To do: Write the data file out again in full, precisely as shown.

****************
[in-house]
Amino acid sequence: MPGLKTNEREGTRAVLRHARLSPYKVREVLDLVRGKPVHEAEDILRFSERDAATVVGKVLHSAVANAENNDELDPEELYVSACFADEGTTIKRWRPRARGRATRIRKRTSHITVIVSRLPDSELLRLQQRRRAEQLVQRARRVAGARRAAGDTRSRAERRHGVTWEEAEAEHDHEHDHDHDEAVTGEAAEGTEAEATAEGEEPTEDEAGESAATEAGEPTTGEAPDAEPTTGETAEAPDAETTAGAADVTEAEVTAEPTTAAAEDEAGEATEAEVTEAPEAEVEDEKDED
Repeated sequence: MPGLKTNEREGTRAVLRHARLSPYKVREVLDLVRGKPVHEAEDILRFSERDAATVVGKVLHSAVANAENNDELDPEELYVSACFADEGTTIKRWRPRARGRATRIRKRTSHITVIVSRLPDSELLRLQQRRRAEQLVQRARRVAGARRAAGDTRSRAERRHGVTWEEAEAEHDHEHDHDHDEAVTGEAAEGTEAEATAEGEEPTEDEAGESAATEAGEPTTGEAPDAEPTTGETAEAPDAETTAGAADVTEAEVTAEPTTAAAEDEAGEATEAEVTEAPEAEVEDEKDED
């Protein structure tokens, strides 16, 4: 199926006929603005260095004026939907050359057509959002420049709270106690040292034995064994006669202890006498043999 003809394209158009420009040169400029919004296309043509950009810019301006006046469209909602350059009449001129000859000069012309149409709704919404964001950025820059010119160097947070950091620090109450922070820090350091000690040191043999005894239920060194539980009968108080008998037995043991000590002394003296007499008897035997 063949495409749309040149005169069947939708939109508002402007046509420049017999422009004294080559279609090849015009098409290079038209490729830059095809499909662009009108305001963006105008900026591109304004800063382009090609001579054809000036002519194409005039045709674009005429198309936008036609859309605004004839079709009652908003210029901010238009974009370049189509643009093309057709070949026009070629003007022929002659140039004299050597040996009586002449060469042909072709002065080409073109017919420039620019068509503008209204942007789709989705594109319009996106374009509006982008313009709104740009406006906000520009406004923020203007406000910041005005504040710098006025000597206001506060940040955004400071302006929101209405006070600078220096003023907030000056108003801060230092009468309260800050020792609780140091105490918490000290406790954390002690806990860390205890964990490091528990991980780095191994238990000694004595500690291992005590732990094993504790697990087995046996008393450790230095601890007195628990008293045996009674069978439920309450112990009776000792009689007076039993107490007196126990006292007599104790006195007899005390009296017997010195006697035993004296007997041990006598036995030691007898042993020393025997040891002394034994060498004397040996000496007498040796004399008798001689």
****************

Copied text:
[in-house]
Amino acid sequence: MPGLKTNEREGTRAVLRHARLSPYKVREVLDLVRGKPVHEAEDILRFSERDAATVVGKVLHSAVANAENNDELDPEELYVSACFADEGTTIKRWRPRARGRATRIRKRTSHITVIVSRLPDSELLRLQQRRRAEQLVQRARRVAGARRAAGDTRSRAERRHGVTWEEAEAEHDHEHDHDHDEAVTGEAAEGTEAEATAEGEEPTEDEAGESAATEAGEPTTGEAPDAEPTTGETAEAPDAETTAGAADVTEAEVTAEPTTAAAEDEAGEATEAEVTEAPEAEVEDEKDED
Repeated sequence: MPGLKTNEREGTRAVLRHARLSPYKVREVLDLVRGKPVHEAEDILRFSERDAATVVGKVLHSAVANAENNDELDPEELYVSACFADEGTTIKRWRPRARGRATRIRKRTSHITVIVSRLPDSELLRLQQRRRAEQLVQRARRVAGARRAAGDTRSRAERRHGVTWEEAEAEHDHEHDHDHDEAVTGEAAEGTEAEATAEGEEPTEDEAGESAATEAGEPTTGEAPDAEPTTGETAEAPDAETTAGAADVTEAEVTAEPTTAAAEDEAGEATEAEVTEAPEAEVEDEKDED
């Protein structure tokens, strides 16, 4: 199926006929603005260095004026939907050359057509959002420049709270106690040292034995064994006669202890006498043999 003809394209158009420009040169400029919004296309043509950009810019301006006046469209909602350059009449001129000859000069012309149409709704919404964001950025820059010119160097947070950091620090109450922070820090350091000690040191043999005894239920060194539980009968108080008998037995043991000590002394003296007499008897035997 063949495409749309040149005169069947939708939109508002402007046509420049017999422009004294080559279609090849015009098409290079038209490729830059095809499909662009009108305001963006105008900026591109304004800063382009090609001579054809000036002519194409005039045709674009005429198309936008036609859309605004004839079709009652908003210029901010238009974009370049189509643009093309057709070949026009070629003007022929002659140039004299050597040996009586002449060469042909072709002065080409073109017919420039620019068509503008209204942007789709989705594109319009996106374009509006982008313009709104740009406006906000520009406004923020203007406000910041005005504040710098006025000597206001506060940040955004400071302006929101209405006070600078220096003023907030000056108003801060230092009468309260800050020792609780140091105490918490000290406790954390002690806990860390205890964990490091528990991980780095191994238990000694004595500690291992005590732990094993504790697990087995046996008393450790230095601890007195628990008293045996009674069978439920309450112990009776000792009689007076039993107490007196126990006292007599104790006195007899005390009296017997010195006697035993004296007997041990006598036995030691007898042993020393025997040891002394034994060498004397040996000496007498040796004399008798001689």